From a constitutional lawyer’s point of view, one of the first questions is how the Bill deals with Commonwealth expenditure. Does it provide parliamentary authorisation for specified kinds of expenditure, as was done post-Williams with the enactment of s 32B of the Financial Management and Accountability Act? The answer is no, it does not replicate that provision. It is likely that this is being left for later legislation to be enacted before the Financial Management and Accountability Act is repealed by 1 July 2014.

This leads to two interesting consequences. First, the proposed second challenge by Mr Williams to the funding of chaplains is potentially further delayed, as there is little point in launching a challenge to a section that will necessarily be repealed in just over a year. Presumably, Mr Williams and his counsel will want to know what, if anything, is to replace s 32B before commencing proceedings. Secondly, if the Coalition wins power in September, it puts it in the awkward position of having to take active measures in relation to the legislative authorisation of executive spending programs, given that the purported existing authorisation in s 32B will expire by 1 July 2014.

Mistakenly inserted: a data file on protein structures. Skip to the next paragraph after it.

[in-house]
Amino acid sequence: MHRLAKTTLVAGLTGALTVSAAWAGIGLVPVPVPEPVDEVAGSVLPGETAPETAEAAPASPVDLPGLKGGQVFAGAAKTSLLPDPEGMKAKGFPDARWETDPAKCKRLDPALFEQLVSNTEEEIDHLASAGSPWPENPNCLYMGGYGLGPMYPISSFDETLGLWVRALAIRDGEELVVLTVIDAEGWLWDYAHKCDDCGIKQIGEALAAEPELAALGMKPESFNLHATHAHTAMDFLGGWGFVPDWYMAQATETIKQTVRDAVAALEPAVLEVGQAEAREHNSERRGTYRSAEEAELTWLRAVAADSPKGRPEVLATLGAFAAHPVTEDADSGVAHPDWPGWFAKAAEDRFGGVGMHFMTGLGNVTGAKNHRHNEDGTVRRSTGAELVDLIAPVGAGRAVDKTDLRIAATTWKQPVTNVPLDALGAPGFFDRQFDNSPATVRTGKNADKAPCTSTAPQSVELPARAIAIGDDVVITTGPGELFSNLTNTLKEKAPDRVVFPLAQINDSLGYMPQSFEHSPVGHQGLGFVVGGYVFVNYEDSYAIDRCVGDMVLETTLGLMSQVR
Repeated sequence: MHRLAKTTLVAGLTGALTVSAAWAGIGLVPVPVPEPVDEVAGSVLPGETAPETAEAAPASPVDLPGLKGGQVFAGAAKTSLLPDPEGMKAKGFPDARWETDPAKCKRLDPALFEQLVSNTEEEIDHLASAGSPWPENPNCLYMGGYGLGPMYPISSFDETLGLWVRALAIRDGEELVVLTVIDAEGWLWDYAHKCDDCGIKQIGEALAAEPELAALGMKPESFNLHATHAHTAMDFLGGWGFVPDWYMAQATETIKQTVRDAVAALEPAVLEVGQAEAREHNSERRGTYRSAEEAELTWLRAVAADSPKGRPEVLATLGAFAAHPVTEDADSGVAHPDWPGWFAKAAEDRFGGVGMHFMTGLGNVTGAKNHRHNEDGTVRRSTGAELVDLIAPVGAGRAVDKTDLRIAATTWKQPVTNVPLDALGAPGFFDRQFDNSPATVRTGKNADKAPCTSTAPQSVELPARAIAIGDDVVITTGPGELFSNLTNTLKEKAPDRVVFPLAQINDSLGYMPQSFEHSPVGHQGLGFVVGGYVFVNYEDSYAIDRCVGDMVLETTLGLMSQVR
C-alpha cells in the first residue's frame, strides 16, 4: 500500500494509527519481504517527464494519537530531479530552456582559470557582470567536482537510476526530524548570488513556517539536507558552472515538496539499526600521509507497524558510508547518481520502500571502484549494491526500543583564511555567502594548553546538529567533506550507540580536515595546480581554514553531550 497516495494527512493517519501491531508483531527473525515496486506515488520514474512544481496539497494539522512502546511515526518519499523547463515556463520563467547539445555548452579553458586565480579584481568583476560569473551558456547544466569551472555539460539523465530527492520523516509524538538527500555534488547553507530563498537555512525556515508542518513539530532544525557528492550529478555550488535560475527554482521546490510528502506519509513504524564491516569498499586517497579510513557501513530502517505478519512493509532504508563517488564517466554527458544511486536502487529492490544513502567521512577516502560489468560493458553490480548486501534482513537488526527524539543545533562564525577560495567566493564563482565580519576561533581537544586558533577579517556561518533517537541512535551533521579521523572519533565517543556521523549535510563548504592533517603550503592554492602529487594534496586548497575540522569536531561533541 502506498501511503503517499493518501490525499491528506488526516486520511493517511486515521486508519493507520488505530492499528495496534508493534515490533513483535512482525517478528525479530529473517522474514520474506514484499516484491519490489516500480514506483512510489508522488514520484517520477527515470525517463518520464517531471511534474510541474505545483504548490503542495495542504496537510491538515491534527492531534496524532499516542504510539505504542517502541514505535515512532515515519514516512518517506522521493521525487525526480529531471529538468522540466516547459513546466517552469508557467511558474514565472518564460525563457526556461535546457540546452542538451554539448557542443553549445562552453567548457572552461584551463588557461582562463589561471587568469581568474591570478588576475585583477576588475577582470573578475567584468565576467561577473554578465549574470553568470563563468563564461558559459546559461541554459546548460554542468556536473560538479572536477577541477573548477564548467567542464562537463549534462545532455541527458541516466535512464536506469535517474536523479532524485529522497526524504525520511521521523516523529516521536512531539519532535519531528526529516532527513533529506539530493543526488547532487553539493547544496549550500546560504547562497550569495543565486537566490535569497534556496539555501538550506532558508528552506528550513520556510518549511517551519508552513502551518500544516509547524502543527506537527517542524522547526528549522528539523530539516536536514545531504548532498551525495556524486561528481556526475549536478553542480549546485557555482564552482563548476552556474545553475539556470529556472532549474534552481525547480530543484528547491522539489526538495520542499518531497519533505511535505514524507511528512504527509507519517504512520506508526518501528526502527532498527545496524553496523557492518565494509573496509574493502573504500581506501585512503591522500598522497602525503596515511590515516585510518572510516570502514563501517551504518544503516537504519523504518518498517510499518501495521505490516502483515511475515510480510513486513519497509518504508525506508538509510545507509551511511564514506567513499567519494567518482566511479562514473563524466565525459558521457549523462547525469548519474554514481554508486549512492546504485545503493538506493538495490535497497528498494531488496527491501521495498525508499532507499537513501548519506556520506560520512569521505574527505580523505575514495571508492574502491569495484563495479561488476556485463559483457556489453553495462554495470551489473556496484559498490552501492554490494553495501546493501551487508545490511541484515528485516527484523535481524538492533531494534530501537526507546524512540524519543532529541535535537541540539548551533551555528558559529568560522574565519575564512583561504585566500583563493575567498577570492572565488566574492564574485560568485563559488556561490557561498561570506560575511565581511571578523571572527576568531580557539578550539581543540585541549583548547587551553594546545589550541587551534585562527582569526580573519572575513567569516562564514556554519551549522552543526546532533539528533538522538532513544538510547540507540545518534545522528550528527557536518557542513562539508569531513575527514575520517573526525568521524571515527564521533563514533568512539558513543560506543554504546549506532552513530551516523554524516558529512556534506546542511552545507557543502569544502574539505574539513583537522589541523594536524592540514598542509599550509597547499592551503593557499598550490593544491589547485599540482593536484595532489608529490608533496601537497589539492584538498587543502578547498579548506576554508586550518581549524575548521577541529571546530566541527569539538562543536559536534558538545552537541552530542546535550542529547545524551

While the current Bill does not replace s 32B, what it does say about expenditure is still interesting. Clause 52 states:

The rules may prescribe matters relating to the commitment or expenditure of relevant money by the Commonwealth or a Commonwealth entity.

Could the Commonwealth intend to authorise expenditure through ‘rules’ rather than direct parliamentary authorisation? If so, would this be constitutionally acceptable?

Even more fascinating is the note attached to clause 52. It states:

Rules made for the purposes of this section could prescribe measures to ensure that, to the greatest extent practicable, relevant money that is within the CRF is not paid out without an appropriation.

This seems to imply that appropriation is merely desirable, not a constitutional requirement before money is paid out of the Consolidated Revenue Fund. Section 83 of the Constitution would appear to take a different approach.

Clause 105(3) also suggests that ‘rules’ may govern expenditure. Indeed, clause 105 is of interest in itself, being some kind of catch-all appropriation for when there is otherwise no appropriation, but without the specification of any ‘purposes of the Commonwealth’ at all. Despite the mess of appropriations made by the High Court in the Combet case, one wonders whether clause 105 would withstand judicial scrutiny.

The other interesting provision on expenditure is clause 71(1), which provides:

A Minister must not approve a proposed expenditure of relevant money unless the Minister is satisfied, after making reasonable inquiries, that the expenditure would be a proper use of relevant money.

This suggests that it is a matter for the Minister to decide upon expenditure, rather than a matter for Parliament.

All up, the Bill raises many important questions that are unlikely to be answered, or even considered in the 30 minutes of debate that is proposed to take place in the Senate this week. The Opposition, given that it might end up having to work with this legislation if enacted, would be wise to seek to defer debate until these constitutional issues are given further consideration.